By Bill Finley
It’s racing during the frigid winter months at a blue-collar racetrack, so Aqueduct may not always be the easiest sell. But New York Racing Association (NYRA) officials are expecting a strong five-month run once the track opens Nov. 6, counting on robust purses to convince owners and trainers to choose the Big A over options like Gulfstream and Oaklawn.
Typically, purses decrease once the fall meet at Belmont is over. Racing at Aqueduct handles less than it does at Belmont and there is a drop off in the quality. But this year, that won’t happen. Thanks to robust handle of late and the reopening of the casino at Aqueduct, NYRA was put in a position to raise purses. The higher purses went into effect Oct. 18 at Belmont, but will carry over to Aqueduct. NYRA Senior Vice President, Racing Operations Martin Panza said NYRA will dedicate about $2.5 million more to purses at Aqueduct than was the case a year earlier.
“If owners are struggling or looking to justify why they are in the game, I hope they realize that the purses are going to be pretty significant in New York this year,” Panza said. “Before we raised the purses, our claiming purses were pretty much higher than anyone else’s in the country. Now, we are going to spend an extra $2.3 to $2.5 million from Dec. 7 through the end of March. That is a lot of money and a lot of money for owners.”
While Aqueduct has always had good purses, the competition for horses in the winter has never been more fierce. With purses exploding thanks to the success of its casino, Oaklawn’s racing gets better every year. The success of Historical Horse Racing machines has helped Turfway Park improve its product. Gulfstream may not be able to compete with New York when it comes to purses, but its warm weather and abundant sunshine are powerful draws.
“With what has taken place in Arkansas and in Kentucky over the last year, year and a half, we’re going to pivot on a lot of our purses,” Panza said. “We want to be more competitive on the overnight purses or at least as competitive as those other facilities.”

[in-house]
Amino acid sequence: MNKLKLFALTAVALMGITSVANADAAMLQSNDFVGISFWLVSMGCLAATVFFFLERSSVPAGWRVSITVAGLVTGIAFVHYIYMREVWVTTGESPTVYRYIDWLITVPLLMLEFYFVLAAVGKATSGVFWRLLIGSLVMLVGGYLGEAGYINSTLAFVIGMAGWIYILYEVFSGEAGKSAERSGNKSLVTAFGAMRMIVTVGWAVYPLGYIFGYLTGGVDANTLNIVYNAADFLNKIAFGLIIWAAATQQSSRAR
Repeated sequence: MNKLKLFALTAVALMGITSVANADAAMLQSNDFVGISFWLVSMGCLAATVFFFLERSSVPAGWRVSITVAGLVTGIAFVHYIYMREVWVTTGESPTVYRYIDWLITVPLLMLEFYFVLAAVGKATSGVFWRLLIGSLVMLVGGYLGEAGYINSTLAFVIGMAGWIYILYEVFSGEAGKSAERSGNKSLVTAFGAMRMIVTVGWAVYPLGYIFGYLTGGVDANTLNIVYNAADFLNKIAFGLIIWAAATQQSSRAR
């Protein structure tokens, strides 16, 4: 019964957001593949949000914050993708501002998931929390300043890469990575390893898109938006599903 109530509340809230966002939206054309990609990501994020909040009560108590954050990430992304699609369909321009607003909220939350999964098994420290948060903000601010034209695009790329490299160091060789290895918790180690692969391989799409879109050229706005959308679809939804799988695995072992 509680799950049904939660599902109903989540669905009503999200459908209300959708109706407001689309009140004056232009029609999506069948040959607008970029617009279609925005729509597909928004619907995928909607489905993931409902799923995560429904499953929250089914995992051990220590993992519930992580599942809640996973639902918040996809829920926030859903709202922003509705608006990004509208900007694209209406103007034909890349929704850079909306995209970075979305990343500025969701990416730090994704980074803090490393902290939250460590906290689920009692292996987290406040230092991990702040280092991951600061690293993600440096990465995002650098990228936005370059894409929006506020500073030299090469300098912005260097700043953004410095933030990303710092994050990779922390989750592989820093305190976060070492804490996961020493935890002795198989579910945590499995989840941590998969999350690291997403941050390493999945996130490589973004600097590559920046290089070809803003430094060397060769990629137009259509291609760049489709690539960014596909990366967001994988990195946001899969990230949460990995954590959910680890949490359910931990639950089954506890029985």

Rather than raise purses across the board, Panza and his team have picked out certain categories to accentuate. The purse for a maiden special weight race has gone from $64,000 to $80,000, the pot for a $25,000 claiming race has been raised to $50,000 and a $40,000 maiden claimer will go for $43,000.
“How do you get owners to say ‘I’ve got 12 horses and instead of having all 12 at track XYZ, because of the purse levels, I’m going to send four or five to a trainer who will be running in New York in the winter?” Panza said. “That’s what we are hoping to accomplish with this.”
Field size at Aqueduct can be a problem and while that is not good for handle, Panza said it’s another reason why horsemen might want to chose New York.
“With our dirt racing, we average small fields and there is an opportunity for people to come in and take advantage of that, especially at these purse levels,” he said.
NYRA is so intent on keeping horses in New York and attracting new ones for the winter that it is about to embark on a marketing campaign to get the message out about the purses. It’s something, Panza says, that should have been done before.
“In the past, we have probably done a poor job of explaining the value of being here in the winter,” he said.
Panza is hopeful there will be a domino effect, that higher purses will lead to bigger fields which will result in a bigger handle.
“What we are doing will be an experiment to see if higher purses drive larger field size and if larger field size drives more handle,” he said. “Trainers here have asked us to take a look at this and we’re going to try it and see if it makes a difference.”
In March, there were justifiable fears that the purse levels at the NYRA tracks would eventually take a big hit. Revenues from VLT machines, which account for about 38% of the total amount of purse money, were cut off when the Aqueduct casino shut down Mar. 16 due to the coronavirus. Three days later, racing was halted in New York.
Once Belmont resumed racing in June, the handle numbers have been impressive. They were up during the spring meet at Belmont and were, essentially, even during Saratoga, even though there was almost no on-track wagering. During the first 17 days of the Belmont fall meet, handle has averaged over $10 million a day, a 27% increase over 2019 numbers.
Panza believes that the handle has been impacted by the extensive coverage NYRA now receives from the FOX Sports networks.
“A lot of what is happening here has to do with our TV strategy,” he said. “People are staying at home, working from home. Getting on FOX and having our signal out there allows us to reach a lot of people. We’re not on TVG, like we used to be, for five minutes every hour. We are on FOX and talking about our races for four, five, six hours a day and that has paid tremendous dividends. It’s no longer a case where they go to Belmont for a race when they are loading in the gate and then the race is over and they go to another track before you even know what the running order was. Because of FOX, we are able to give a much better presentation of our product.”
Panza said that if the handle numbers continue to go up, there may be another purse increase come the spring. For now, though, he is focused on Aqueduct.
“There is going to be a great opportunity for people to race for a lot of money here this winter,” he said. “The message we want to get out is that we have made a serious commitment to winter racing.”